Drinking lots of sugary drinks linked with increased risk of premature death, study suggests

Frequent drinking of sugary drinks may lead to an increased risk of premature death from cardiovascular disease, according to a new study.

The research, published in the journal Circulation, found that those who consumed two or more servings per day of SSBs (equivalent to a standard glass, bottle or can) had a 31 per cent higher risk of early death from heart disease.

Each additional serving of SSB was also associated with a ten per cent greater risk of the disease.

The study, led by Harvard T.H. Chan School of Public Health, also found that frequent consumption of sugary drinks increased death from cancer by 18 per cent.

“Our results provide further support to limit intake of SSBs and to replace them with other beverages, preferably water, to improve overall health and longevity,” said Mr Vasanti Malik, a research scientist at the Harvard T.H. Chan School of Public Health’s Department of Nutrition.

Previous studies have found links between SSB intake and weight gain, higher risk of type 2 diabetes, heart disease, and stroke, although few have looked at the connection between SSB intake and mortality.

To examine the effect of sugary drinks on the increased risk of death for the study, researchers used data from 37,716 American men in the Health Professionals Follow-up Study which started in 1986, and 80,647 American women in the Nurses’ Health Study, which started in 1976. Both studies ended in 2014.

Participants filled out surveys about their diet every four years, and answered questions about their lifestyle and overall health every two years.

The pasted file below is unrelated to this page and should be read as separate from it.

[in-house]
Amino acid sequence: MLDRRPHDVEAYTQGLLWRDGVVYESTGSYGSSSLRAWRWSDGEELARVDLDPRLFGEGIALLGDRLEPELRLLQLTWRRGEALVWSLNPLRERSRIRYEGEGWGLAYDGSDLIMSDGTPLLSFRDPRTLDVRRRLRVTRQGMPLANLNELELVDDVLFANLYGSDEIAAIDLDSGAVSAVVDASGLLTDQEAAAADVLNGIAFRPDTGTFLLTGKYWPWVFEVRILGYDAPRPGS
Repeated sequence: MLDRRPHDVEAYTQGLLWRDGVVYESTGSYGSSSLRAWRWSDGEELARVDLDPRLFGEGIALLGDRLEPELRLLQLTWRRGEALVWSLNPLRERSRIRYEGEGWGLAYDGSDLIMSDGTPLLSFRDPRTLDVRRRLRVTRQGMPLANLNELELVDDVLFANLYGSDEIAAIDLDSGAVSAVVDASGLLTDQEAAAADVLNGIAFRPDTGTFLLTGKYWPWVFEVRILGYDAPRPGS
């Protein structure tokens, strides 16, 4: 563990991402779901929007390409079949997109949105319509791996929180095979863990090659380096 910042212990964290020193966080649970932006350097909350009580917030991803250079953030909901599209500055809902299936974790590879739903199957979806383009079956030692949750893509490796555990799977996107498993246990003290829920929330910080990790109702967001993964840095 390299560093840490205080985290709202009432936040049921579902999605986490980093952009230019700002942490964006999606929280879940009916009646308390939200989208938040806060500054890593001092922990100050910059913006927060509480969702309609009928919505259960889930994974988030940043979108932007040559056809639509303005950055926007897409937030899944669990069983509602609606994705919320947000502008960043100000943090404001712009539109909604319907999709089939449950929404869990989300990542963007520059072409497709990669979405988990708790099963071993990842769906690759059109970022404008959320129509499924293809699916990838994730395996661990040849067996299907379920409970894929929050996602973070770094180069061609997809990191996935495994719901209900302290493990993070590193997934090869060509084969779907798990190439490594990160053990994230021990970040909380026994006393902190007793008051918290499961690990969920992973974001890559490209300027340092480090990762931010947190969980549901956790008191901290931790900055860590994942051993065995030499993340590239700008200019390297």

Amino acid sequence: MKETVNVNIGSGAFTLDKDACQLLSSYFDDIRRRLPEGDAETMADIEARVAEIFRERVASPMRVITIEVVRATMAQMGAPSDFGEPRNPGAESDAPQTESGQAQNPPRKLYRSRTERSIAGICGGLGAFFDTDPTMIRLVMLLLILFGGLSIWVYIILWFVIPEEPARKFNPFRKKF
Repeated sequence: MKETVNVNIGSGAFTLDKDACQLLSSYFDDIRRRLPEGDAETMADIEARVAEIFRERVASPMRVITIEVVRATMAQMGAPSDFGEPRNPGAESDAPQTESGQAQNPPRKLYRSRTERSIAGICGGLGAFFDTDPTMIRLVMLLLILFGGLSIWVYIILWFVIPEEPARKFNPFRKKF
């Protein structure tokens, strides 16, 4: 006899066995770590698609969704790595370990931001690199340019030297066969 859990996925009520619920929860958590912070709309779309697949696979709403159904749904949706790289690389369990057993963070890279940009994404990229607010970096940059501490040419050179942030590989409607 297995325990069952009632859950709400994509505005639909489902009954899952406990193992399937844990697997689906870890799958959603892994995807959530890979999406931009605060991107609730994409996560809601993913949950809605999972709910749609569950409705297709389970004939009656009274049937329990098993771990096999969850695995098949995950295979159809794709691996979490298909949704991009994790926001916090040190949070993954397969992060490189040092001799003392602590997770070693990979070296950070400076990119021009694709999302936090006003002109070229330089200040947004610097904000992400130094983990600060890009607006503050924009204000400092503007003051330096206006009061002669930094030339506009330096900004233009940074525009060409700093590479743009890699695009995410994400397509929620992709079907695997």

Researchers found that compared with drinking SSBs less than once per month, drinking one to four sugary drinks per month was linked with a one per cent increased risk of mortality.

Meanwhile, drinking two to six per week was found to be associated with a 6 per cent increase; one to two per day with a 14 per cent increase; and two or more per day with a 21 per cent increase.

The NHS recommends adults consume no more than 30g of free sugars (any sugar added to a food or drink) a day. This number decreases to 24g for children aged seven to 10, and to 19g for those aged four to six.

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Products are considered to either be high in sugar if they contain more than 22.5kg of total sugars per 100g, and low if they contain 5g of total sugars for the same amount.

Researchers found that replacing sugar-sweetened beverages with artificially sweetened beverages (ASBs) was linked with a moderately lower risk of early death. However, they also found a link between high intake levels (at least four servings/day) of ASBs slightly increased risk of both overall and cardiovascular-related mortality among women. As a result, they cautioned against excessive ASB consumption.

Walter Willett, professor of epidemiology and nutrition, says of the study: “These findings are consistent with the known adverse effects of high sugar intake on metabolic risk factors and the strong evidence that drinking sugar-sweetened beverages increases the risk of type 2 diabetes, itself a major risk factor for premature death.

“The results also provide further support for policies to limit marketing of sugary beverages to children and adolescents and for implementing soda taxes because the current price of sugary beverages does not include the high costs of treating the consequences.”

It’s worth noting that the study only found a link, not a cause and effect, between drinking sugary drinks and premature death.

Last month, Transport for London (TFL) implemented a ban on all junk food adverts that promoted foods high in salt, sugar and fat in a bid to curb the “ticking time bomb” of child obesity.

Ahead of the ban, London Mayor Sadiq Khan said: “Child obesity is putting the lives of young Londoners at risk and placing huge pressure on our already strained health service.

“It is absolutely imperative that we take tough action against this ticking time bomb now, and reducing exposure to junk food advertising has a role to play in this – not just for children, but parents, families and carers who buy food and prepare meals.”

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